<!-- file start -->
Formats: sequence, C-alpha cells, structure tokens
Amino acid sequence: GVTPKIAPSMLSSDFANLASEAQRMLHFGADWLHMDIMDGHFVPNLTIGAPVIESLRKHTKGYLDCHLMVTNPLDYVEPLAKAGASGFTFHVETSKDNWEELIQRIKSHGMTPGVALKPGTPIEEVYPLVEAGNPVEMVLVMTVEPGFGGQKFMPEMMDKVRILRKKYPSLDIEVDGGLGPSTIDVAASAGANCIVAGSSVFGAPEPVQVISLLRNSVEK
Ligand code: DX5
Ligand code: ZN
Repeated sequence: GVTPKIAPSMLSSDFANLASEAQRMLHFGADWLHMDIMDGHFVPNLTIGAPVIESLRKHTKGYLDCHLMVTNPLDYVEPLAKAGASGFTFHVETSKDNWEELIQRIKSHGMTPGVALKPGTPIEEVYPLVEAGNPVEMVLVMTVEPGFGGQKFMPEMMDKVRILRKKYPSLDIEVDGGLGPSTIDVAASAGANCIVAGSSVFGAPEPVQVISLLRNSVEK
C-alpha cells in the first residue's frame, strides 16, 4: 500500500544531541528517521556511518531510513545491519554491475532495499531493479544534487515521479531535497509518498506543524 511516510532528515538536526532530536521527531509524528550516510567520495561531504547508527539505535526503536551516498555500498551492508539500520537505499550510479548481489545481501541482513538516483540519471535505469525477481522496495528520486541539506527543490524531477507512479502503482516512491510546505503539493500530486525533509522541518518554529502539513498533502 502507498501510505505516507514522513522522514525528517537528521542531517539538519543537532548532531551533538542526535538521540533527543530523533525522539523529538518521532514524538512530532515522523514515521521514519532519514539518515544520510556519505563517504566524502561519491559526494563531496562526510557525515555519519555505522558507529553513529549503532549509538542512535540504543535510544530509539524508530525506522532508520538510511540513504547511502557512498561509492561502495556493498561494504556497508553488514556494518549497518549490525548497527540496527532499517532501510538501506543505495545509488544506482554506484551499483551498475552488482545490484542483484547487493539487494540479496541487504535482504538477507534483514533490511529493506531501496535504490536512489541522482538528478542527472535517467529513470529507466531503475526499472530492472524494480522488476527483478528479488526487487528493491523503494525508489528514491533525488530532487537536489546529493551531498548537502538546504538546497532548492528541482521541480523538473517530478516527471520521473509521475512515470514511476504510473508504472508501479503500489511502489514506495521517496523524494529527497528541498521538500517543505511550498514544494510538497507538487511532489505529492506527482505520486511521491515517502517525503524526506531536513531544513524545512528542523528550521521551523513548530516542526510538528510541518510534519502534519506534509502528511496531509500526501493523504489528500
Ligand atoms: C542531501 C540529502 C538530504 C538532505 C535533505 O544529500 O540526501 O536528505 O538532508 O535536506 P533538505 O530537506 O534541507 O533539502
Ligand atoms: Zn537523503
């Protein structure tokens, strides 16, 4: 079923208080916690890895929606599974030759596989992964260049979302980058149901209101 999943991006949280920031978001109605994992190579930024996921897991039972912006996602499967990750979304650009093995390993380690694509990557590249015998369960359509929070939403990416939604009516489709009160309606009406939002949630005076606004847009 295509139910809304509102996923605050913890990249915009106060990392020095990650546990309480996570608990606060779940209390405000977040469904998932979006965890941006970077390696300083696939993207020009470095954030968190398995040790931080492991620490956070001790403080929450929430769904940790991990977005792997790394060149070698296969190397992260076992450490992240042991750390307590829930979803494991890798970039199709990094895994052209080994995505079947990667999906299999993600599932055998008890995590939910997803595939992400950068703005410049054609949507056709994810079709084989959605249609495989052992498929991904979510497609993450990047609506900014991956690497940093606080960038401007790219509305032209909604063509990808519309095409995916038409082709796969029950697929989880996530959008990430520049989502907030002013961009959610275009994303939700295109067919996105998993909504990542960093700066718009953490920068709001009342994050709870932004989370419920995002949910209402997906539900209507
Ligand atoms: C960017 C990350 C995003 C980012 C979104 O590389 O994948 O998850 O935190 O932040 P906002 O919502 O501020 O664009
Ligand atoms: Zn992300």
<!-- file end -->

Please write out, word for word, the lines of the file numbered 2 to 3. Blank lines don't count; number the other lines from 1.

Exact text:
Amino acid sequence: GVTPKIAPSMLSSDFANLASEAQRMLHFGADWLHMDIMDGHFVPNLTIGAPVIESLRKHTKGYLDCHLMVTNPLDYVEPLAKAGASGFTFHVETSKDNWEELIQRIKSHGMTPGVALKPGTPIEEVYPLVEAGNPVEMVLVMTVEPGFGGQKFMPEMMDKVRILRKKYPSLDIEVDGGLGPSTIDVAASAGANCIVAGSSVFGAPEPVQVISLLRNSVEK
Ligand code: DX5